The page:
FA: I should also mention that our work is separated into two categories: Restorative justice is work like family conferences and listening sessions. Restorative practice is preventative. It’s what keeps something from becoming a restorative justice practice. That’s work like circles and community-building events.

Part of my graduate studies work – my capstone – has been around how circles can be used as a tool to help young boys connect with parts of their masculinity. (Masculinity is defined here as a part of who they are – an expression of their male identity.) We’ve found that societies present these normative images and ideals of what masculinity needs to look like, but in circles participants realize their masculinity is individual, unique, but still connected to society. So, it’s about how they view themselves, and their peers, as men. But most importantly, sitting with the question: What makes up who I am as a man? It’s tough, but the answers can lead to folks having more empathy and compassion with themselves, which can be the catalyst for practicing the same skills with others.

We’ve found that societies present these normative images and ideals of what masculinity needs to look like, but in circles participants realize their masculinity is individual, unique, but still connected to society. So, it’s about how they view themselves, and their peers, as men.

BJ: I do a lot of work in schools and I’ve spent most of this year at Putney Central School, where we do mediation between students, listening sessions, a Girl Power circle for those who identify as female, Professional Learning (PLCs) for teachers on how teachers can utilize restorative practices. We’re also gearing up to do a big middle school leadership training in August for all of the middle schools in Windham Southeast Supervisory Union, where I’ll be facilitating workshops.

SIT: Can you give an example of when you have been able to see the results of your work in Vermont?

BJ: In rural communities this work is felt at a deep level and you notice changes more quickly. On the first day of Girl Power circles it was about just trying to get people in the room to talk about things we like doing, like hobbies and pets. Last week, we had a powerful conversation about a time when they saw a friend being treated unfairly and how that impacted them. So we have moved from surface-level experiences to sharing some deep and raw feelings and experiences. We have been able to push through the idea of “agreeing to disagree” and have really listened to lived experiences to better understand.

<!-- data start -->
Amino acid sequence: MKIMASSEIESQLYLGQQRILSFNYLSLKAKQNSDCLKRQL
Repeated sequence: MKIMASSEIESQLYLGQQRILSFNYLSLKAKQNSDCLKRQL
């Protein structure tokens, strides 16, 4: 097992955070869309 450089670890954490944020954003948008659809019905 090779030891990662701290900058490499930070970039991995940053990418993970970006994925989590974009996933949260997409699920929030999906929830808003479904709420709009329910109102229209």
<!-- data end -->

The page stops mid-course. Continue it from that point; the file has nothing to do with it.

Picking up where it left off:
JF: I’m doing some multi-tiered work with middle school girls through empowerment circles, specifically around bullying, identity, self-confidence, and relationship building. I’m working with one girl who was seen as a particularly mean queen bee. This work has helped her to identify the roots of why she acts the way she does. A lot of teachers looked at it as her being mean and punished her with in-school suspension, while her parents just thought it was normal middle-school behavior. So, we’re using this approach to show her that she has allies and to provide a space for her to talk about more than just the acting out. It has helped build relations with her and school administrators and teachers, and helped her figure out ways she can deal with her anger.

SIT: Given all the pressures that teachers and administrators have on them, how open are they to trying these new approaches?

BJ: Teachers and guidance counselors are so passionate about harm and impact and how we can create intentional communities in school so that it’s a brave place for young people that isn’t focused on punitive practices. Teachers are so committed to learning about this, and they do say that restorative practices take so much time and their time is so limited. But a lot of it is what people already know: to be compassionate; to listen; unpacking our own biases and processing them so that in class teachers can be really present.

JF: One of the benefits is that we’re working in small communities where kids are more than just numbers. That helps teachers want to put more effort into the relationships and make sure the kids are supported. And there is a lot of evidence that restorative practices actually work and can change the classroom atmosphere and student behavior. So, I think the schools that are engaging with this see that change, and that helps with the buy-in.

FA: Restorative justice in schools is such a systems change, and for a lot of teachers or administrators the previous system makes it difficult for restorative justice to flourish. Or, teachers might believe in it, but they also have so many competing demands. Restorative justice is a shift of culture, so it needs time; it’s not a wand that you wave and problem solved. We conducted an hour and a half-long mediation yesterday at a school. Some teachers might say that a student missing an hour and half of school content is huge, but when you think about how it will help students receive future content it’s an investment. Like most cultural shifts and paradigms, buy-in means being willing to invest the time and struggle and acknowledging not knowing the answers.